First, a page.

The circulation around Potential Tropical Cyclone Nine was very broad and it stretched from the southwest toward the northeast.  The stronger thunderstorms were occurring in the southwestern and northeastern ends of the circulation.  There were few thunderstorms or bands in the broad middle of the low pressure system.  Winds to tropical storm force extended out 200 miles (320 km) on the northern side of the circulation.  The winds in the southern half of the low pressure system were blowing at less than tropical storm force.

Potential Tropical Cyclone Nine will move through an environment favorable for intensification during the next two days.  It will move over water where the Sea Surface Temperature is near 29°C.  It will move through an area where the upper level winds are weak and there will be little vertical wind shear.  The large broad circulation will contribute to a slow, gradual intensification.  If thunderstorms consolidate around a center of circulation and an inner core begins to form, then the system may be designated as a tropical storm.

Potential Tropical Cyclone Nine will move south of a subtropical high pressure system over the North Atlantic Ocean.  The high will steer the potential tropical storm toward the west-northwest during the next several days.  On its anticipated track Potential Tropical Cyclone Nine could approach the Leeward Islands on Wednesday morning.  It could approach the Virgin Islands and Puerto Rico by Wednesday night.  The large circulation means that Potential Tropical Nine will bring a prolonged period of gusty winds.  It could also drop heavy rain and cause flash floods on some islands.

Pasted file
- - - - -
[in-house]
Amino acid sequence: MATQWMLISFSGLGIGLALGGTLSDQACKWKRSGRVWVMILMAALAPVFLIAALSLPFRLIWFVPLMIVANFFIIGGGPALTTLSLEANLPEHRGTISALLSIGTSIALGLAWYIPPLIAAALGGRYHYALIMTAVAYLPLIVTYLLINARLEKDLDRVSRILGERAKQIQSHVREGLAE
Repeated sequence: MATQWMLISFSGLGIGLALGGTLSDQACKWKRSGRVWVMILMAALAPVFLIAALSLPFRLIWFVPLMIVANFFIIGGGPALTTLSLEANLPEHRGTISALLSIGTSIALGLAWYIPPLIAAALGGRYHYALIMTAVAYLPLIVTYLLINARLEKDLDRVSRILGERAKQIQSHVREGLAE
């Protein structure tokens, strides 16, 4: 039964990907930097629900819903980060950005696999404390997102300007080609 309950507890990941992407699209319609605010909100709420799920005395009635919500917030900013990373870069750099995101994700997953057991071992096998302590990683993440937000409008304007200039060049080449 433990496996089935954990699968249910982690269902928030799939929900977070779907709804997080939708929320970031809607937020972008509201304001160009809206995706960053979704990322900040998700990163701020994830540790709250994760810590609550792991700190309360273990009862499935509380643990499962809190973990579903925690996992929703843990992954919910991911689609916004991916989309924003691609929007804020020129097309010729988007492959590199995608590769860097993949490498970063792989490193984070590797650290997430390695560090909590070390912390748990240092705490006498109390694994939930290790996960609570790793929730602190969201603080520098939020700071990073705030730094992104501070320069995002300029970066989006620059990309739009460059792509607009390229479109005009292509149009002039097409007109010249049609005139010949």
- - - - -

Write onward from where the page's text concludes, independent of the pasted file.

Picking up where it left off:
Tropical Storm Douglas Moves Away from Hawaii

A weakening Tropical Storm Douglas moved away from Hawaii on Monday.  At 11:00 p.m. EDT on Monday the center of Tropical Storm Douglas was located at latitude 22.9°N and longitude 163.3°W which put it about 200 miles (325 km) east-southeast of French Frigate Shoals.  Douglas was moving toward the west at 18 m.p.h. (30 km/h).  The maximum sustained wind speed was 70 m.p.h. (110 km/h) and there were wind gusts to 85 m.p.h. (135 km/h).  The minimum surface pressure was 993 mb.

Tropical Storm Douglas weakened on Monday.  An upper level trough west of Hawaii produced southerly winds which blew toward the top of Douglas’ circulation.  Those winds caused strong vertical wind shear.  The wind shear caused former Hurricane Douglas to weaken even though it was moving over water where the Sea Surface Temperature was near 27°C.  The low level center of circulation was surrounded by showers and lower clouds.  The only thunderstorms were occurring on the northern periphery of the tropical storm.  Bands in the other parts of Douglas consisted of showers and lower clouds.  Winds to tropical storm force extended out about 100 miles (160 km) from the center of circulation.

Tropical Storm Douglas will move south of a subtropical high pressure system over the North Pacific Ocean.  The high will steer Douglas toward the west during the next few days.  On its anticipated track Tropical Storm Douglas will move across the International Date Line and over the Western North Pacific Ocean later this week.  The upper level trough will continue to cause vertical wind shear and Douglas will continue to weaken.

Hurricane Douglas Passes Just North of Hawaii

Hurricane Douglas was passing just to the north of the Hawaiian Islands on Sunday night.  At 11:00 p.m. EDT on Sunday night the center of Hurricane Douglas was located at latitude 22.0°N and longitude 157.3°W which put it about 60 miles (95 km) northeast of Honolulu, Hawaii.  Douglas was moving toward the west-northwest at 16 m.p.h. (26 km/h).  The maximum sustained wind speed was 85 m.p.h. (135 km/h) and there were wind gusts to 100 m.p.h. (160 km/h).  The minimum surface pressure was 989 mb.

Hurricane Warnings were in effect for Oahu, Kauai and Niihau.

The core of Hurricane Douglas exhibited greater organization on Sunday night.  Thunderstorms around the eye at the center of Douglas grew taller as the hurricane moved over warmer water.  Bands of showers and thunderstorms were revolving around the core.  Winds to hurricane force extended out about 40 miles (65 km) from the center of circulation.  Winds to tropical storm force extended out 115 miles (185 km) from the center in the northern half of Hurricane Douglas.  Winds to tropical storm force only extended out about 50 miles (80 km) on the southern side of the circulation.  The stronger winds were remaining north of the Hawaiian Islands.  There were reports of localized minor wind damage on some of the islands.